When was the last time you checked your personal credit score? If you hesitate to answer, you’re not alone. 60% of American consumers have not checked their credit in the past 6 months, and 18% have never checked their credit scores. On average 24% check their credit “every few months.” according to Next Gen Personal Finance. And a much smaller percentage understand the number behind their credit score.

Of course we don’t blame them! Credit scores are multifaceted and can be complicated when you don’t understand the factors impacting the numbers. But we’re here to make the credit waters clearer. The Fair Issac Corp, or FICO, score is the most commonly used credit score, running from 300 to 850. Read on to understand the 5 categories FICO uses that will make or break your credit score.

 

1. Payment History

Payment history accounts for the most crucial part of your FICO score at 35% of your total score.

Why is it so important? Well, you wouldn’t visit a restaurant that had cases of food poisoning, would you? And you’re more likely to choose a 5-star barber over one who occasionally leaves his customers with bald spots, right? Your credit history functions very similarly.

Payment history accounts for the most crucial part of your FICO score at 35% of your total score.

Payment history shows how you’ve handled debt in the past and helps project how you’ll handle it in the future. This includes revolving trade lines, such as credit cards, as well as installments, such as an auto loan. It’s also important to know that your trade lines are all weighted differently. Defaulting on a larger loan (ie. mortgage payment or student loan) will hurt your credit score far more than a smaller default.

Making consistent, timely payments is one of the best ways to improve your credit score overall.

 

2. Amount of Debt

Your total outstanding debt is highly important when factoring in your FICO score. In fact, it accounts for 30% of your total score.

Your amount of debt is calculated similarly to your payment history as revolving and installment accounts are weighed differently. But when calculating your debt, revolving accounts weigh more. Revolving accounts allow you to borrow as much or as little as you want up to a limit (ie. credit cards).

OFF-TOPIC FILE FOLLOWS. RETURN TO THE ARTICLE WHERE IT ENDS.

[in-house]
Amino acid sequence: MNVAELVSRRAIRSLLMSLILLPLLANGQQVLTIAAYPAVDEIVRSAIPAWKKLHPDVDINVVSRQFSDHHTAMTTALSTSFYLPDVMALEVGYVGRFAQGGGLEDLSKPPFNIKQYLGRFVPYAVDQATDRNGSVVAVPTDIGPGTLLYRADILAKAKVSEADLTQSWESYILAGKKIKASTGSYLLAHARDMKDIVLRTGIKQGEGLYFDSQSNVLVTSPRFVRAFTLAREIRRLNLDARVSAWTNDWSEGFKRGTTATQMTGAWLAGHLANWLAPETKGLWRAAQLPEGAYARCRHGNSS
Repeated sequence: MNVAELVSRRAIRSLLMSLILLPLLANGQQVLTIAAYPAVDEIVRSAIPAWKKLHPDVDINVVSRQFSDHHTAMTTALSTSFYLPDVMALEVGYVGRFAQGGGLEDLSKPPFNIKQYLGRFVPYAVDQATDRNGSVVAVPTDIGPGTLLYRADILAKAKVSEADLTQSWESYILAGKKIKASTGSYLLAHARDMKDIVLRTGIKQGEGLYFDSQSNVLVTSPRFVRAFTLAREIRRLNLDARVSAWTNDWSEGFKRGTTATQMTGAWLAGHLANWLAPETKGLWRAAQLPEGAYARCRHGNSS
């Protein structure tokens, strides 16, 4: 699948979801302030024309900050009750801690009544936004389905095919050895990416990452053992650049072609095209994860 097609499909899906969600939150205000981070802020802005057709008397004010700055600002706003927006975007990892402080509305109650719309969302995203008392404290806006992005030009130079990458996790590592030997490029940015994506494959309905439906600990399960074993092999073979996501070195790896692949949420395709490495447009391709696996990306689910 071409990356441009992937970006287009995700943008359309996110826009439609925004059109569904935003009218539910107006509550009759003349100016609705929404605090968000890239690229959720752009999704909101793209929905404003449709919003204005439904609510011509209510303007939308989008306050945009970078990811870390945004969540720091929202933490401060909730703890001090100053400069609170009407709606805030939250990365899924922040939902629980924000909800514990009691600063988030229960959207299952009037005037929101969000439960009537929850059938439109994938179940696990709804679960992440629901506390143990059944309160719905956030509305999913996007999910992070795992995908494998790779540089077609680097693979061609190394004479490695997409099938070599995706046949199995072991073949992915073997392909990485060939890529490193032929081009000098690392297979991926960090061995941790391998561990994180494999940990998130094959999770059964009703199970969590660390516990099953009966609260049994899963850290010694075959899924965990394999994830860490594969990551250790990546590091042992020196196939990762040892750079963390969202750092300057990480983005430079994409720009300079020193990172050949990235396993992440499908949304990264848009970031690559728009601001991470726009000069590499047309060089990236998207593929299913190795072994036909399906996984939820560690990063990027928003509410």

Because revolving accounts do not have a predetermined amount, they are more risky.  Habitually maxing out credit cards or toeing the line of your limits indicates that your unable to responsibly handle your debt.

To score high in this category, keep your credit card balances low. It’s recommended to keep credit card spending contained under 25% of your credit limits.

It’s recommended to keep credit card spending contained under 25% of your credit limits.

 

3. Length of Credit History

If you’re new to credit, you’re not going to have a perfect credit score.

FICO looks at credit history to predict long-term financial behavior. The more history, the higher they can score you (assuming the other 4 categories are also positive).

FICO looks at credit history to predict long-term financial behavior. The more history, the higher they can score you.

Credit history makes up 15% of your total score. And the best way to improve that 15% is to start (or continue) building that history early! You can start building credit early by simply using a credit card and staying well below the limits.

 

4. New Credit

While on the subject of building credit, we want to caution that opening too many new accounts at once can actually harm your score.

New credit makes up 10% of your total score, as FICO analyzes how many new accounts you choose to open at a given time.

We suggest that you only take on new credit when it makes financial sense for you. Building credit the right way takes time, but it pays off in the long run, reflected in your credit score!

Only take on new credit when it makes financial sense for you.

 

5. Credit Mix

The final 10% of your FICO score is determined by your mix of revolving credit and installment loans.

Having a good mix of both types of credit shows that you can handle all kinds of credit. You are showing your monetary responsibility to lenders. When you have a great payment history across multiple trade lines, from credit cards to auto loans, you prove that you are less risky for lenders.

Having a good mix of both types of credit shows that you can handle all kinds of credit.

 

Action Steps

In closing, if you’re unsure what your credit score currently is, we highly suggest checking it. Knowing your number will be a huge asset to determine where you can grow. This way you can get the best rates for loans, rentals, and even financing for your business!

Be careful to check your credit sparingly. Too many hard credit pulls can decrease your credit score.

The FRCA (Fair Credit Reporting Act) allows individuals to pull their credit report once every 12 months to check for discrepancies, up-to-date information, and even check for identity theft. While this free service does not include the credit score itself, it includes helpful information and is the authorized site for all three major credit bureaus. It’s also considered a soft inquiry, minimally impacting your credit score.

Some banks offer to show your FICO score, and some bank apps have your score built in!

We hope you learned tips on how to improve your credit score. Check out our other blog resources to set your business up for success!